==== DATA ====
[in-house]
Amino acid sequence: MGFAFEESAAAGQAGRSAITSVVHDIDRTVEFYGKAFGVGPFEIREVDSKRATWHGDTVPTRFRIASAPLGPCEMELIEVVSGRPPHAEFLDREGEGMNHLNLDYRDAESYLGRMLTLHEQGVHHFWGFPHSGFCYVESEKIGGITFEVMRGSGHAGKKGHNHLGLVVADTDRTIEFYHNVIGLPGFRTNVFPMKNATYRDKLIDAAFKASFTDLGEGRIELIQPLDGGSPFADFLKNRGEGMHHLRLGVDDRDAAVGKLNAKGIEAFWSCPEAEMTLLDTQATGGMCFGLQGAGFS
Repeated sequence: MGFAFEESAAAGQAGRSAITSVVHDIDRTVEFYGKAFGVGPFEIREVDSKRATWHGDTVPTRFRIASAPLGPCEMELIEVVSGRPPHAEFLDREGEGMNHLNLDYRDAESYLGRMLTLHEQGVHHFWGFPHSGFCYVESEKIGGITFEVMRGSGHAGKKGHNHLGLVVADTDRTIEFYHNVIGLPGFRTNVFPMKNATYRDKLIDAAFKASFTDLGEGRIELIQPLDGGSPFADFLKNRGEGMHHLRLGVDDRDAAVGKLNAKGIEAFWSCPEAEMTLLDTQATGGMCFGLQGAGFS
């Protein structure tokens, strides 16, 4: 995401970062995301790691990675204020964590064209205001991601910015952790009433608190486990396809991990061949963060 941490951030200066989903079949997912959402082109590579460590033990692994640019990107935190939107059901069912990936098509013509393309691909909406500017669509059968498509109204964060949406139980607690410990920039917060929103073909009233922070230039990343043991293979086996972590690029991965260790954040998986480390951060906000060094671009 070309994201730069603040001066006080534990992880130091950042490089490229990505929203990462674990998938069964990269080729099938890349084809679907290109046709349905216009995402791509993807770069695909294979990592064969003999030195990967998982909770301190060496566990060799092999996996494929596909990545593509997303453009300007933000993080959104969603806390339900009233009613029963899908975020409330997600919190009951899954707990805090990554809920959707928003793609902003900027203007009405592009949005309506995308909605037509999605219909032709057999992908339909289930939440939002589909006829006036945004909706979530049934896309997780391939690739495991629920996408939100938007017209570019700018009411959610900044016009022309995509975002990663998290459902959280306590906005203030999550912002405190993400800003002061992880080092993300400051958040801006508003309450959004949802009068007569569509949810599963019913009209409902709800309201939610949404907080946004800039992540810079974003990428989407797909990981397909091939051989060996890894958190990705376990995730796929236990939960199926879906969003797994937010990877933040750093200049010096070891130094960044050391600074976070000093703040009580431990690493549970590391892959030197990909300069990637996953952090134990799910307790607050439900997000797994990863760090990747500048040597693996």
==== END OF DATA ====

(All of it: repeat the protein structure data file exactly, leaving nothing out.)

[in-house]
Amino acid sequence: MGFAFEESAAAGQAGRSAITSVVHDIDRTVEFYGKAFGVGPFEIREVDSKRATWHGDTVPTRFRIASAPLGPCEMELIEVVSGRPPHAEFLDREGEGMNHLNLDYRDAESYLGRMLTLHEQGVHHFWGFPHSGFCYVESEKIGGITFEVMRGSGHAGKKGHNHLGLVVADTDRTIEFYHNVIGLPGFRTNVFPMKNATYRDKLIDAAFKASFTDLGEGRIELIQPLDGGSPFADFLKNRGEGMHHLRLGVDDRDAAVGKLNAKGIEAFWSCPEAEMTLLDTQATGGMCFGLQGAGFS
Repeated sequence: MGFAFEESAAAGQAGRSAITSVVHDIDRTVEFYGKAFGVGPFEIREVDSKRATWHGDTVPTRFRIASAPLGPCEMELIEVVSGRPPHAEFLDREGEGMNHLNLDYRDAESYLGRMLTLHEQGVHHFWGFPHSGFCYVESEKIGGITFEVMRGSGHAGKKGHNHLGLVVADTDRTIEFYHNVIGLPGFRTNVFPMKNATYRDKLIDAAFKASFTDLGEGRIELIQPLDGGSPFADFLKNRGEGMHHLRLGVDDRDAAVGKLNAKGIEAFWSCPEAEMTLLDTQATGGMCFGLQGAGFS
């Protein structure tokens, strides 16, 4: 995401970062995301790691990675204020964590064209205001991601910015952790009433608190486990396809991990061949963060 941490951030200066989903079949997912959402082109590579460590033990692994640019990107935190939107059901069912990936098509013509393309691909909406500017669509059968498509109204964060949406139980607690410990920039917060929103073909009233922070230039990343043991293979086996972590690029991965260790954040998986480390951060906000060094671009 070309994201730069603040001066006080534990992880130091950042490089490229990505929203990462674990998938069964990269080729099938890349084809679907290109046709349905216009995402791509993807770069695909294979990592064969003999030195990967998982909770301190060496566990060799092999996996494929596909990545593509997303453009300007933000993080959104969603806390339900009233009613029963899908975020409330997600919190009951899954707990805090990554809920959707928003793609902003900027203007009405592009949005309506995308909605037509999605219909032709057999992908339909289930939440939002589909006829006036945004909706979530049934896309997780391939690739495991629920996408939100938007017209570019700018009411959610900044016009022309995509975002990663998290459902959280306590906005203030999550912002405190993400800003002061992880080092993300400051958040801006508003309450959004949802009068007569569509949810599963019913009209409902709800309201939610949404907080946004800039992540810079974003990428989407797909990981397909091939051989060996890894958190990705376990995730796929236990939960199926879906969003797994937010990877933040750093200049010096070891130094960044050391600074976070000093703040009580431990690493549970590391892959030197990909300069990637996953952090134990799910307790607050439900997000797994990863760090990747500048040597693996």